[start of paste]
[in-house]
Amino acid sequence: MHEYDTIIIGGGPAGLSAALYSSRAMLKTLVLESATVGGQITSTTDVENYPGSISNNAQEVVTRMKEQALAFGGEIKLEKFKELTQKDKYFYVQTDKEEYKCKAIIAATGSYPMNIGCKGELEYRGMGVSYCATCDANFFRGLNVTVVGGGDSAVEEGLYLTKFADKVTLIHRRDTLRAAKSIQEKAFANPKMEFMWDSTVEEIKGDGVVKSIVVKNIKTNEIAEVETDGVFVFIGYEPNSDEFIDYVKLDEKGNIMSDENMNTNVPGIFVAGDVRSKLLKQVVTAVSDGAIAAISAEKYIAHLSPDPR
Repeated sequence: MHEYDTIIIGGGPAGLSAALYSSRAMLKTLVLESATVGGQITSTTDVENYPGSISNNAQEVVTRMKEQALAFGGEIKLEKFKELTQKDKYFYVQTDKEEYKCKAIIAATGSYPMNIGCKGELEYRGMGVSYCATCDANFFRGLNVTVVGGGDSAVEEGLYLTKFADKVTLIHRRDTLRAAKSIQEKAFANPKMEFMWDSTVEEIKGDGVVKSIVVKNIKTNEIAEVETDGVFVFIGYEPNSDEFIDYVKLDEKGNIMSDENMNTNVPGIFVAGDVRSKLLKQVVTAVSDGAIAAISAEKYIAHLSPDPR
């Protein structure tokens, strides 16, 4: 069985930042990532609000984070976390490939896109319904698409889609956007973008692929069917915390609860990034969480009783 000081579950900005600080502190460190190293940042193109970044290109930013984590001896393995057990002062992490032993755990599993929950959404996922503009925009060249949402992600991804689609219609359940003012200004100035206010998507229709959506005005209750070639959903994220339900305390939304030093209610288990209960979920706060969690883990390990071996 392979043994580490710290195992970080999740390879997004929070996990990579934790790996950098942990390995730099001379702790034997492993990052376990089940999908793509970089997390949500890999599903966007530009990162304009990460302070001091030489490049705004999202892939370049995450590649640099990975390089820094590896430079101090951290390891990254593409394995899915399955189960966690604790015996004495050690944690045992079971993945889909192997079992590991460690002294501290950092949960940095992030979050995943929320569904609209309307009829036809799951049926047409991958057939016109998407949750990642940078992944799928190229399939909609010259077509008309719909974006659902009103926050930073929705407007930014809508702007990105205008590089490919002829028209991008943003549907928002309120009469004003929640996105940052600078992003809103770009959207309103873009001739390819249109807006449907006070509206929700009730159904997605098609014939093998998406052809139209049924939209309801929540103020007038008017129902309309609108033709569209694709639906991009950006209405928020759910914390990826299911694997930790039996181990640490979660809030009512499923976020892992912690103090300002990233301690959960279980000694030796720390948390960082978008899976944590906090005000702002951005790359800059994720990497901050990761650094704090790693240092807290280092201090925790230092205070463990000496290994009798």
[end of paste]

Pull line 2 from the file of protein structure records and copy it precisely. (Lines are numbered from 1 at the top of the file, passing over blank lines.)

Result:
Amino acid sequence: MHEYDTIIIGGGPAGLSAALYSSRAMLKTLVLESATVGGQITSTTDVENYPGSISNNAQEVVTRMKEQALAFGGEIKLEKFKELTQKDKYFYVQTDKEEYKCKAIIAATGSYPMNIGCKGELEYRGMGVSYCATCDANFFRGLNVTVVGGGDSAVEEGLYLTKFADKVTLIHRRDTLRAAKSIQEKAFANPKMEFMWDSTVEEIKGDGVVKSIVVKNIKTNEIAEVETDGVFVFIGYEPNSDEFIDYVKLDEKGNIMSDENMNTNVPGIFVAGDVRSKLLKQVVTAVSDGAIAAISAEKYIAHLSPDPR